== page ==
Villard Mansions

Villard Mansions (80)

In the late 19th century, Henry Villard, the wealthy founder of the Northern Pacific Railway and owner of the New York Post, ordered the construction of a mansion made of brownstone to prove to the world, and to himself, how rich and important he was. The McKim, Mead & White firm was commissioned to carry out the project. The project consisted of 6 private homes in what looks like a great Renaissance Palazzo, similar to those you would find in the Tuscan city of Florence, for example.

Eventually, Henry Villard was ruined and ended up giving them to different owners. Already in 1970, the private homes were acquired by the Helmsley Corporation, which planned to demolish the entire building and erect a 55-storey hotel that was to be called The Helmsley Palace Hotel. Fortunately, the authorities refused to tear down the Villard Mansions and decided to convert the patio and the interiors of the north and south wings into the entrance to the new hotel. Of course, the idea was a complete success.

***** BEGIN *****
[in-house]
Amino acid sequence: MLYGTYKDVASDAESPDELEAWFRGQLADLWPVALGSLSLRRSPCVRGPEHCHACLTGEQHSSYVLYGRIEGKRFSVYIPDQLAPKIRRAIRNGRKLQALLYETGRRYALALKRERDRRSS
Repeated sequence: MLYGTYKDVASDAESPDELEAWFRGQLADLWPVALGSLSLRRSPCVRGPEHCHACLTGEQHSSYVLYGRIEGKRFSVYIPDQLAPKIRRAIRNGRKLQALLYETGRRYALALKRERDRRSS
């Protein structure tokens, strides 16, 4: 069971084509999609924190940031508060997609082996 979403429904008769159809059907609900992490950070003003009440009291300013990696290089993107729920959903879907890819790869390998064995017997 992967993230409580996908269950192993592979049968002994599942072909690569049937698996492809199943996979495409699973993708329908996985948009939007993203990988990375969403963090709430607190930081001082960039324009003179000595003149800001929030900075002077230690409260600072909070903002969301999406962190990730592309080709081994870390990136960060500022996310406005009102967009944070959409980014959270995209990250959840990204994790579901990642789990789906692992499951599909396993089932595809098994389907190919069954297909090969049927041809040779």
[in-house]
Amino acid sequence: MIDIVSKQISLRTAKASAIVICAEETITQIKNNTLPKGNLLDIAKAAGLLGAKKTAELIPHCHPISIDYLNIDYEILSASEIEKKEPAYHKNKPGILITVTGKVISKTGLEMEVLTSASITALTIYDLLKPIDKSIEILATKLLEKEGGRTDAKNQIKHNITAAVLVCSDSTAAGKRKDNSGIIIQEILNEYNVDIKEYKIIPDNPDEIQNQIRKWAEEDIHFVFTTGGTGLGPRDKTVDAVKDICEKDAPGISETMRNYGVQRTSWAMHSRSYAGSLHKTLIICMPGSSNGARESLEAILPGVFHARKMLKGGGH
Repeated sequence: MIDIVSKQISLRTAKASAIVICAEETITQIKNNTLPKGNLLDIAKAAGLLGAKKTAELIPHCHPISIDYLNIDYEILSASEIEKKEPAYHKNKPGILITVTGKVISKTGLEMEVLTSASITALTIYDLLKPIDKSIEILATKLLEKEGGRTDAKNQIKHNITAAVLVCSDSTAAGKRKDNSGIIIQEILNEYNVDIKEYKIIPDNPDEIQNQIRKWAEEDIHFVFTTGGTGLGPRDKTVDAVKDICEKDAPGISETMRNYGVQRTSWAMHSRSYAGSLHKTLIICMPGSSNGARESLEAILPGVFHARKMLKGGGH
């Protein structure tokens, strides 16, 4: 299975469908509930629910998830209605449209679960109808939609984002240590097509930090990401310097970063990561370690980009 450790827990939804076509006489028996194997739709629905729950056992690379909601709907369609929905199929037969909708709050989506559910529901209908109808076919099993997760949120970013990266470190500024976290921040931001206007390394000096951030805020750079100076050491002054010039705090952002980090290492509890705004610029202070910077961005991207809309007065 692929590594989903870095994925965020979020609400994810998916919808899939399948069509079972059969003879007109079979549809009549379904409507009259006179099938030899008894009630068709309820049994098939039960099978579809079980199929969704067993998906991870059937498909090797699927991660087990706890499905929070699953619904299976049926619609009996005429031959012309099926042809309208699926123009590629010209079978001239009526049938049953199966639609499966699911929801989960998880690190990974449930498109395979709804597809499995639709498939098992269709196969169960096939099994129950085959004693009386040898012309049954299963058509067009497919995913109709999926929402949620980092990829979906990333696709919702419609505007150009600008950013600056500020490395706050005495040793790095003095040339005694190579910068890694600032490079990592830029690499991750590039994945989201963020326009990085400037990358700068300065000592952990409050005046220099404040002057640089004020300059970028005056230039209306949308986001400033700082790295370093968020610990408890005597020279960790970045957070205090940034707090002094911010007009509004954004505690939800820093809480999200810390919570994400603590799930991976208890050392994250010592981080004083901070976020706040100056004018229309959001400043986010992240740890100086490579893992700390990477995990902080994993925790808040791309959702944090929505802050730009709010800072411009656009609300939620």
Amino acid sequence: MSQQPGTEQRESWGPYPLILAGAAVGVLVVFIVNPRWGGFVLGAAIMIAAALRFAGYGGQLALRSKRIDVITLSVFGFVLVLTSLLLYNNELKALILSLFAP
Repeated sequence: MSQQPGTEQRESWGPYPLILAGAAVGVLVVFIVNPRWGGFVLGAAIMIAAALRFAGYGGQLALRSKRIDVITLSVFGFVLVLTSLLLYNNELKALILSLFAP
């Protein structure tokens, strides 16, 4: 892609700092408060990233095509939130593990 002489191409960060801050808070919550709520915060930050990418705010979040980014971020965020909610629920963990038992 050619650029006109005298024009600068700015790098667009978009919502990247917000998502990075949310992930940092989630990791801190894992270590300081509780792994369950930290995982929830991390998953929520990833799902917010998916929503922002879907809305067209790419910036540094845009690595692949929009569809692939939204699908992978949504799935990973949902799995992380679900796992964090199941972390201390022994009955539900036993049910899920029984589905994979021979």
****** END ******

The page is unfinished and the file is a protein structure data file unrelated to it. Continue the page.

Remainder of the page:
The firm Emery Roth & Sons was responsible for lifting the aluminium and glass skyscrapers you can see right behind the former residence of Henry Villard. Thus, the hotel opened in 1981 and was renamed shortly thereafter to honour its origins. Today, the building is called The New York Palace Hotel.

If you do not plan to spend the night at this magnificent establishment, we recommend that you at least book a table at its restaurant, located on the south side, where you can enjoy both the bold decoration – which has truly preserved the the majesty of its past – and, of course, an excellent dinner.

Finally, on the north side you will find Urban Center Books, the bookshop of the Municipal Art Society, an institution that aims to protect monuments and historical buildings. Here you will no doubt find some interesting proposals for architectural tours of the city.

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